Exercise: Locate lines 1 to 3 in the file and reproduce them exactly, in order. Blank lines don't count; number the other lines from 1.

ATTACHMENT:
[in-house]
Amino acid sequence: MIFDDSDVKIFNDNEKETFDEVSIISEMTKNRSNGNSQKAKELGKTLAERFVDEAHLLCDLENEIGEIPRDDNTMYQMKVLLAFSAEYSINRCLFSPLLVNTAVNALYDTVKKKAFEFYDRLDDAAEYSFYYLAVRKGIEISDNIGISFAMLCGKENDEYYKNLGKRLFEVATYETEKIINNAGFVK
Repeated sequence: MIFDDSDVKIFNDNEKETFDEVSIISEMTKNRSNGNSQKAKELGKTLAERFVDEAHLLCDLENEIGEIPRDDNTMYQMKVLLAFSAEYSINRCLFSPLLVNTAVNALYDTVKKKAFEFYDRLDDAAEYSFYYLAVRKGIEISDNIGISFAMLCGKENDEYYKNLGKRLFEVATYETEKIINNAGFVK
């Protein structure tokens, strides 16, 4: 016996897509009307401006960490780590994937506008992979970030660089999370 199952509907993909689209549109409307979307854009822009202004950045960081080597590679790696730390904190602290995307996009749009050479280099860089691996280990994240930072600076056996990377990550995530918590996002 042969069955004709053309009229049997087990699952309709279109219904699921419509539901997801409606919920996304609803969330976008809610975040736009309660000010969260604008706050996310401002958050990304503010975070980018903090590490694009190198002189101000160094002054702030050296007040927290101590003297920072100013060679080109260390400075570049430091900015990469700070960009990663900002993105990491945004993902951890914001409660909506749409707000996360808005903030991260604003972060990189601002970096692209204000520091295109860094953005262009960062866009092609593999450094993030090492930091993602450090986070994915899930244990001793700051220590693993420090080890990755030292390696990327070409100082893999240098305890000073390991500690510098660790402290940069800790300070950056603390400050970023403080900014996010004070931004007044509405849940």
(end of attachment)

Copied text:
[in-house]
Amino acid sequence: MIFDDSDVKIFNDNEKETFDEVSIISEMTKNRSNGNSQKAKELGKTLAERFVDEAHLLCDLENEIGEIPRDDNTMYQMKVLLAFSAEYSINRCLFSPLLVNTAVNALYDTVKKKAFEFYDRLDDAAEYSFYYLAVRKGIEISDNIGISFAMLCGKENDEYYKNLGKRLFEVATYETEKIINNAGFVK
Repeated sequence: MIFDDSDVKIFNDNEKETFDEVSIISEMTKNRSNGNSQKAKELGKTLAERFVDEAHLLCDLENEIGEIPRDDNTMYQMKVLLAFSAEYSINRCLFSPLLVNTAVNALYDTVKKKAFEFYDRLDDAAEYSFYYLAVRKGIEISDNIGISFAMLCGKENDEYYKNLGKRLFEVATYETEKIINNAGFVK